Ottawa, Canada’s Double Experience could easily be considered the kings of “nerd-rock.” These guys love rocking out about video games, sci-fi and all kinds of other nerdy goodness, and they’re damn proud of it. And really, why shouldn’t they be? The group (at present a duo) has released a series of new singles this year, which you can find on iTunes, SoundCloud, and the other usual streaming suspects.

Following a busy 2018 of releases, promotion, and touring behind Rock: Geology, a continuation of their five-year series of music released on collectible trading cards, Double Experience is about to begin preparations for the recording of their follow-up offering. So, check out some tunes below, including the latest single “Jet Black”, recorded at Warrior Sound Studios and mixed by Mitchell Marlow (Filter). To help celebrate Halloween, Double Experience are offering their Top 10 spookiest songs lifted from classic video game soundtracks.

Turn on the lights, ‘cause the band’s newest video is “Jet Black”!

10. Super Paper Mario (2007)
– What do Led Zeppelin and the Super Mario franchise have in common? If you said “reversed, quasi-demonic chanting” you would be absolutely correct (and suspiciously specific for a first guess). Don’t believe me? Take the “River Twygz Bed” theme from Super Paper Mario; what we have here is a hellish soundtrack for a literal river of tears, where the dead are ferried into an underworld. When the description of a song for an E-rated video game more closely resembles rock and roll that was banned by churches, you know you are dealing with a classic.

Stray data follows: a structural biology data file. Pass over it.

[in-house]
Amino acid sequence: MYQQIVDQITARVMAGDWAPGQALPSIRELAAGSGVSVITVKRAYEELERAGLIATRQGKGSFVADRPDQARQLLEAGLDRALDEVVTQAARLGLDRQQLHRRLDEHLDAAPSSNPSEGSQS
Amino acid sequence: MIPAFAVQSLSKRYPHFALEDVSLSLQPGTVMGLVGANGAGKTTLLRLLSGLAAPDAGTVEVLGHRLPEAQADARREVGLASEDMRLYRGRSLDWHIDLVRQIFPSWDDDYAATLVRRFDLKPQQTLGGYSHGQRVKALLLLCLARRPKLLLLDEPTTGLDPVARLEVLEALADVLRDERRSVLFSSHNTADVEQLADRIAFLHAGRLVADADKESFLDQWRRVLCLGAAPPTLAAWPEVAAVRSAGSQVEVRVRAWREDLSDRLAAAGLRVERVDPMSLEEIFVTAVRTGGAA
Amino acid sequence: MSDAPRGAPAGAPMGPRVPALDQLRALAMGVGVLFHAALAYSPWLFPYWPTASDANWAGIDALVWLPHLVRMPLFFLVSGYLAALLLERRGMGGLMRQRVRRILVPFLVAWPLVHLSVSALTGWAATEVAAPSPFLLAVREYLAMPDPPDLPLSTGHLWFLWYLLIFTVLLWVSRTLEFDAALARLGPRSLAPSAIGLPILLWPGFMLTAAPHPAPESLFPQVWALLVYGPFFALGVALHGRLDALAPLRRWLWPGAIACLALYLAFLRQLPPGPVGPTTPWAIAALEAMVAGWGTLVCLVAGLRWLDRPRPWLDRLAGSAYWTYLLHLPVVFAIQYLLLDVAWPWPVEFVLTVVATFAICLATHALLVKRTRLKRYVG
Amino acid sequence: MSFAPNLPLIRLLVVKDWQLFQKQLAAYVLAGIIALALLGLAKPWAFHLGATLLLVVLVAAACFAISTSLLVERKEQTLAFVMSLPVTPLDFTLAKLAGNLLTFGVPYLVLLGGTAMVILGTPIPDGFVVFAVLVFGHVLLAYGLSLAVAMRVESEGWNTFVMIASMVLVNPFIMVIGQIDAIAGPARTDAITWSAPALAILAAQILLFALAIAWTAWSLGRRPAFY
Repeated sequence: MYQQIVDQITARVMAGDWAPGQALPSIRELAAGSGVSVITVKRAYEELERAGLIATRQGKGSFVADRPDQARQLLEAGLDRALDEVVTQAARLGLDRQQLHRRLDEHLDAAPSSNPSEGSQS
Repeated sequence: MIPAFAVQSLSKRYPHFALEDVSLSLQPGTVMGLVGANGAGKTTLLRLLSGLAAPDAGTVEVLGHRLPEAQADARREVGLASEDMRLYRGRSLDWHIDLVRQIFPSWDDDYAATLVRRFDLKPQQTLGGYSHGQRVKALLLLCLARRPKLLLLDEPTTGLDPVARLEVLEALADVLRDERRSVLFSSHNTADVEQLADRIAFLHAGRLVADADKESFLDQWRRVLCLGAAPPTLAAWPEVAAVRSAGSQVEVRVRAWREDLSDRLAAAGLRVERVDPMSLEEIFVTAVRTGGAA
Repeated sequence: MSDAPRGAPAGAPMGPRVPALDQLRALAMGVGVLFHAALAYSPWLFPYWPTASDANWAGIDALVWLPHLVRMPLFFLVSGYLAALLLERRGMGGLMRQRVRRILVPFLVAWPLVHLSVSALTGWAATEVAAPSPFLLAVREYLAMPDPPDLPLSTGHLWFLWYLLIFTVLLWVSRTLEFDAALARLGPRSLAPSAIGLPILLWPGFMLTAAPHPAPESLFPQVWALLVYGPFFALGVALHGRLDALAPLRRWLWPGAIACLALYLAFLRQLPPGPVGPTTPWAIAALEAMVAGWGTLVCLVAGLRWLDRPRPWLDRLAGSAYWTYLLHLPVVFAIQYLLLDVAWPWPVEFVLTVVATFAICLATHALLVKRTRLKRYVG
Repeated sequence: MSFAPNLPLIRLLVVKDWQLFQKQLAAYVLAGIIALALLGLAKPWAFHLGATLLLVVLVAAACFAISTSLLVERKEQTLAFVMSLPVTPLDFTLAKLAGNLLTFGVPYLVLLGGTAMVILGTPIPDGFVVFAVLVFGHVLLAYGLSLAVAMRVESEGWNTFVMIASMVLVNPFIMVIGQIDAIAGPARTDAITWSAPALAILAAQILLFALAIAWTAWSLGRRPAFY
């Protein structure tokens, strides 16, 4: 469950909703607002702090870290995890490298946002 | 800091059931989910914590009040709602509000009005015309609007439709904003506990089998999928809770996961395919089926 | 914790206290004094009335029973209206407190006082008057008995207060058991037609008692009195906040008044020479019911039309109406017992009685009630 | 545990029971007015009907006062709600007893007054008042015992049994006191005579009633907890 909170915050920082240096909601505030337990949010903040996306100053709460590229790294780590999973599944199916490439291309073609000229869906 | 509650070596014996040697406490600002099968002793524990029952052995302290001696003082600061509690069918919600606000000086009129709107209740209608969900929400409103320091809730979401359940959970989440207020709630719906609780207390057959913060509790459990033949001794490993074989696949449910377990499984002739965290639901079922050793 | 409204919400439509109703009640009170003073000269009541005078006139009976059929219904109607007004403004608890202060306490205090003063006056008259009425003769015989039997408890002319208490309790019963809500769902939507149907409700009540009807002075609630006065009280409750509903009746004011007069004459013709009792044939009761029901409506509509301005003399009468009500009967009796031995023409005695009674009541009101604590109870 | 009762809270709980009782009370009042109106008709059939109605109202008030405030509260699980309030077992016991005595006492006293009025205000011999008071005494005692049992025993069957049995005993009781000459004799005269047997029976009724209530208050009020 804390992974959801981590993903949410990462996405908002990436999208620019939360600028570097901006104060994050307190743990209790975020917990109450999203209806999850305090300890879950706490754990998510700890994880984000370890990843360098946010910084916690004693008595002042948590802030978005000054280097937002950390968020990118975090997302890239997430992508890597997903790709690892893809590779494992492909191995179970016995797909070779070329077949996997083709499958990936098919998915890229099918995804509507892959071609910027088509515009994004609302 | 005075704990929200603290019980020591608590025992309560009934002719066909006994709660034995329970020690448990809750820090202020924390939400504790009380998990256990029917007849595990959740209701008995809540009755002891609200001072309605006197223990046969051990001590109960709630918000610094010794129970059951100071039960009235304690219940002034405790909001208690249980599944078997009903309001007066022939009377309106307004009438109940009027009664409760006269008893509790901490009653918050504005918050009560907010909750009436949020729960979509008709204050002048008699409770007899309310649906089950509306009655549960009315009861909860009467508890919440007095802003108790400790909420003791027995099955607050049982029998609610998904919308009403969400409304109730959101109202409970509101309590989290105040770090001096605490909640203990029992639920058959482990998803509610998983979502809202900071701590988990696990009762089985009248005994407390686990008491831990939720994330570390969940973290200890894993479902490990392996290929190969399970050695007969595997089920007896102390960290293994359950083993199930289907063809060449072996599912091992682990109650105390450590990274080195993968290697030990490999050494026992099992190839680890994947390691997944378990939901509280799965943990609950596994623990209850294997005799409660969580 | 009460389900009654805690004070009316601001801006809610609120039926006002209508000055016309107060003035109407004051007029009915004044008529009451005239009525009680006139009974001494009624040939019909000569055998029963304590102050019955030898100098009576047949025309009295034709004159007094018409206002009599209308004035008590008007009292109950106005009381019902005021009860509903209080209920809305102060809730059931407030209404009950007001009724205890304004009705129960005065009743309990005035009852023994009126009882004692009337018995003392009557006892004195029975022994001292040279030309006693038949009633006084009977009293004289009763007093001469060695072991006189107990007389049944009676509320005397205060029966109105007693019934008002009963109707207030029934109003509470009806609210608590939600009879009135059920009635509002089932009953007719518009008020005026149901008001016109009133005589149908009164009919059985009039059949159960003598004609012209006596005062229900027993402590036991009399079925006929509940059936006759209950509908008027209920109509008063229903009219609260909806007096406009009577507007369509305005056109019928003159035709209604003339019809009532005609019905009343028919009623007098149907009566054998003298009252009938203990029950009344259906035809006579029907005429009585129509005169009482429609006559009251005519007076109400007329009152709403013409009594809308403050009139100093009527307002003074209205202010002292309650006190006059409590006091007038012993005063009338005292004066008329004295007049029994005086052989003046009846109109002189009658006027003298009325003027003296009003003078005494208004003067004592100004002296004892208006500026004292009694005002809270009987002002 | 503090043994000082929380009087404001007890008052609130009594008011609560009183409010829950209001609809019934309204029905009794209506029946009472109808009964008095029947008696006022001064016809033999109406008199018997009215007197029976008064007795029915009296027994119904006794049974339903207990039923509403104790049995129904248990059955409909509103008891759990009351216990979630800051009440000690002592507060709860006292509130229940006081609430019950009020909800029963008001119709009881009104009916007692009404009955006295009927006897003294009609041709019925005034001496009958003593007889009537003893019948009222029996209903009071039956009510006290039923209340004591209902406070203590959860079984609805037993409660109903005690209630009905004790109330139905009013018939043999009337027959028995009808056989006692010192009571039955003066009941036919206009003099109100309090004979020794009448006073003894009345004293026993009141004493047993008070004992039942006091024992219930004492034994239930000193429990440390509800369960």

09. Dead Space (2008)
– I almost couldn’t pick a favorite track from the original Dead Space. “I’ve Got You Devolving Under My Skin,” “I Left My Heart In Med Lab 3” and other similar titles would give most metal bands a run for their money. For my dollar, though, “Severed Limbs Are Hazardous Waste” most accurately captures the Dead Space experience. Press ‘play’ and see how long it takes you to check over your shoulder just in case there is a shapeshifting creature from another planet behind you. Or as track fifteen would say, “Do Not Vomit – Do Not Shout.”

08. Diablo (1996)
– Despite having three sequels, there will never be another Diablo game. Because earning new equipment in Diablo 1 wasn’t a measure of glory or riches like later installments of the franchise; in Diablo 1, new equipment simply meant you continued to stand a chance. Listen to the “Tristram Theme” and your mind will automatically drift into thoughts about secluded, gothic hamlets which harbor sinister secrets.

Hit “Play” and pray you don’t crap your pants.

07. The Legend of Zelda: Majora’s Mask (2000)
– Where most other games are satisfied in frightening the player with a well-timed jump scare, legendary composer Koji Kondo effortlessly disguises themes of dread within the music of Majora’s Mask. In my opinion, the stand-out song would not be the obvious “Ikana Valley Theme” but rather the peppy “Clock Town Theme Day Three.” It’s the same as the Day One theme, which slowly perverts as the in-game days come to pass, becoming more frantic underneath baleful, droning bass tones. The entire composition subliminally mirrors the townspeople’s denial that certain doom hangs directly above them. Perfection.

06. Quake (1996)